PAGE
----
The Trump-Biden Debates

Alan Zendell, September 18, 2020

The Biden-Trump debates, the first of which occurs nine days from now, will not be as eloquent or long-winded as the Lincoln-Douglas debates of 1858, but they will be equally momentous. They will also be ironically similar in some ways, more so in light of Attorney General William Barr’s bizarre comparison of slavery and mask wearing.

They won’t be eloquent because no debate involving Donald Trump can be. They won’t be as focused, because it’s impossible to stay centered when one participant doesn’t respect truth and shamelessly says anything he believes will throw his opponent off his game. If you’ve ever done any formal debating, you know the worst kind of opponent is an undisciplined, ill-informed one. My father used to say, “Never argue with an idiot.”

Trump will do what he bragged to Bob Woodward about: attempt to enrage Biden and keep him off message, rambling incoherently and sounding like a professional agitator. Biden will have to avoid taking the bait every time Trump lies, exaggerates, or makes wild accusations. We won’t hear eloquence because Trump is a terrible public speaker who can’t complete an English sentence unless he reads it from a teleprompter, and Biden, as knowledgeable and well-prepared as he is, will stumble over a word now and then when he is impassioned.

The similarities between the debates are the issues. Stephen Douglas supported the status quo, a nation split asunder by slavery. Whether or not he believed slavery was a good thing, he argued passionately for the Missouri Compromise which sought to draw a line on the map between states which could employ slavery and those that couldn’t, the 1858 version of blue states versus red ones. Lincoln famously argued that “a house divided against itself cannot stand,” and although he lost the 1858 Illinois Senate election to Douglas, he was proven right three years later, when the Confederacy attempted to secede from the rest of the United States, shortly after he was inaugurated as president.

Therein lies the ironic parallelism between then and now, ironic because the Republican party of Lincoln was established to fight against slavery and were accused of being seditionist radicals; in this scenario they were the Blues. Biden and Trump will face off in much the same way. Trump will continue his attempts to divide the nation because he knows that partisan gridlock offers his best chance of victory in November. Biden will argue that the only way to move forward to defeat the pandemic and restore the economy is to work across the aisle and seek common ground.

Biden and Trump showed us how they will approach the first debate last night. Biden did a Presidential Town Hall at a drive-in theater in Scranton, Pennsylvania in front of a small masked audience with diverse political views, though Democrats outnumbered Republicans. Trump ranted in front of thousands of packed-in supporters who were in close quarters for hours making no attempt to maintain safe distances and mostly eschewing masks. Trump pumped up his angry supporters, lying and making wild, unfounded accusations, sounding incoherent much of the time. Biden answered questions from voters, staying relevant and sounding well-prepared, while attacking Trump’s record as irresponsible and “nearly criminal.”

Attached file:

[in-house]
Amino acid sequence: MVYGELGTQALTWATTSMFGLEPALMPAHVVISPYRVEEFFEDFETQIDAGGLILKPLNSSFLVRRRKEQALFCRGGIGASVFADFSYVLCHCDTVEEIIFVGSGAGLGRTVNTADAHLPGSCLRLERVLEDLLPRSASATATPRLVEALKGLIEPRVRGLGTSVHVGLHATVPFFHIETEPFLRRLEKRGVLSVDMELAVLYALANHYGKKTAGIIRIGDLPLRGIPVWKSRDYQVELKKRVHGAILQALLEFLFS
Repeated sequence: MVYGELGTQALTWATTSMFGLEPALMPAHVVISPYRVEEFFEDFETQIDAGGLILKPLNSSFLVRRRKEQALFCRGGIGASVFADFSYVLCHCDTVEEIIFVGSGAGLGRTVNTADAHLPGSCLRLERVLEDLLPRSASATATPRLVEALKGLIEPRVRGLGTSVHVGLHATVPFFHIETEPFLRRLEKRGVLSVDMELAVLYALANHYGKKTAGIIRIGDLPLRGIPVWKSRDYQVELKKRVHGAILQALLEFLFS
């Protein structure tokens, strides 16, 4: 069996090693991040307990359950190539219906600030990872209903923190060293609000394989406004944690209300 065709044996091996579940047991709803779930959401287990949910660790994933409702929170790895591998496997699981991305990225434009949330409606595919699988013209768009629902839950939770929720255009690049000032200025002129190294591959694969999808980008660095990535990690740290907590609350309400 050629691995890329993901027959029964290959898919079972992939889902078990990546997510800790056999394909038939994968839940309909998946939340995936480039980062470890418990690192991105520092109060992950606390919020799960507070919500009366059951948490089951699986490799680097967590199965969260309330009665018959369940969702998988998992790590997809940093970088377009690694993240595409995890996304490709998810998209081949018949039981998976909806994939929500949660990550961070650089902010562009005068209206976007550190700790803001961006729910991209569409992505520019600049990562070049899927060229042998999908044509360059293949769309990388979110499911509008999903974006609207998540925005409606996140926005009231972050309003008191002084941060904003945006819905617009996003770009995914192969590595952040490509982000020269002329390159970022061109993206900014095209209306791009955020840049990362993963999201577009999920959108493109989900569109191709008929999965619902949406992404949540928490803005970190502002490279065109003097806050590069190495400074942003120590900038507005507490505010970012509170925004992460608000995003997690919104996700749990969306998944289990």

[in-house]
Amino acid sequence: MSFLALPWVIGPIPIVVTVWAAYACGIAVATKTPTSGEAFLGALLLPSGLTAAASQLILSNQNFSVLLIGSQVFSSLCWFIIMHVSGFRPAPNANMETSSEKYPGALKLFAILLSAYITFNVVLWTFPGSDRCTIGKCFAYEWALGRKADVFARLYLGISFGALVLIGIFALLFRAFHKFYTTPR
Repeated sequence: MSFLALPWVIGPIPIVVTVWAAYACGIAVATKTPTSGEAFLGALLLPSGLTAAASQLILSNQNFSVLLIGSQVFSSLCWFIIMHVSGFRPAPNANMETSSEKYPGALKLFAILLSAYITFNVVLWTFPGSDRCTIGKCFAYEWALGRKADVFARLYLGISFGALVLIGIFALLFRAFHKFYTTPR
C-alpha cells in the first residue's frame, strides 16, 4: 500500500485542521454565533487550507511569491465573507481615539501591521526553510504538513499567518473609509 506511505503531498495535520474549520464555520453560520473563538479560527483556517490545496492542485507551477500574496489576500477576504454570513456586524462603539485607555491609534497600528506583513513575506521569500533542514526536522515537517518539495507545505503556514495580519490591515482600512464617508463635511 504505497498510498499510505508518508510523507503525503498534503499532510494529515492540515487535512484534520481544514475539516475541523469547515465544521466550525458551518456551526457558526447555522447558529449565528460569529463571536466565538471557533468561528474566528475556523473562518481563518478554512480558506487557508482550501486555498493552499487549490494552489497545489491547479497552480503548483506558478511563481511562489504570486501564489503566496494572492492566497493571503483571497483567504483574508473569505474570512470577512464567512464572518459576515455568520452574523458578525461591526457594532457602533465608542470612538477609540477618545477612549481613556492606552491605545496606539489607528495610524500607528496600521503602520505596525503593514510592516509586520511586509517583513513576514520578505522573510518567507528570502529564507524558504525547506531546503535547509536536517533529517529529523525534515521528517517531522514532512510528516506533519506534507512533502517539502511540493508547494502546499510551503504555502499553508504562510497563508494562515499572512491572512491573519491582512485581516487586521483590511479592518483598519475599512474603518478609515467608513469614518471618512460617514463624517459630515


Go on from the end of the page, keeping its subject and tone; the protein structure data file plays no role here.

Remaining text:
When they debate face-to-face, it should be good theater for most of us. The real target audience will be the small percentage of voters who remain undecided by then. If Trump causes Biden to melt down, he’ll be able to argue that Biden doesn’t have the mental capacity to be president. But if Biden stays on message and goes nose-to-nose with Trump as neither Hillary Clinton nor fifteen Republican candidates could in 2016, Trump’s goose will be cooked.

Nationally, most Americans view Biden as the anti-Trump, the moral equivalent of a vaccine against selfishness and incompetence that are placing our country at risk to explosive internal forces and foreign intervention. The nation succumbed to those forces in 1860 and nearly destroyed itself as Lincoln fought for our moral future. The country is very much in the same situation today. Our institutions are stronger, but it would be foolish to assume they are unassailable. There are a lot of heavily armed angry people in today’s America, and the coming election has the potential to be a powder keg if it isn’t unambiguously resolved. The solution is to vote early and make sure everyone you know does. Trump cannot win against a massive turnout.

Donald Trump will be more divisive than ever if he continues to trail in the polls. But one thing might restrain him. An election tied up in legal challenges could result in Trump’s worst nightmare. If there is no clear winner by January 20, 2021, Nancy Pelosi will be sworn in as president.

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4 Responses to The Trump-Biden Debates

  1. William Kiehl says:

    If Biden can keep his cool, stay logical and smile a little bit, he can win. An occasional insult about Trump’s weight might help really piss off Trump and get him sputtering.

    Has anyone noticed how Bill Barr resembles Jabba the Hut? Another fat, obnoxious man. God help us.

  2. Carol Pooley says:

    I did not realize that about Nancy Pelosi being sworn in. Does Trump know that? Does he think he remains president until a decision is made?

    Sent from my iPhone

    >

  3. alanpzendell says:

    When there is no clear winner, the Constitution requires that the person next in line MUST be sworn in on January 20th. That person is the Speaaker of the House of Representatives.

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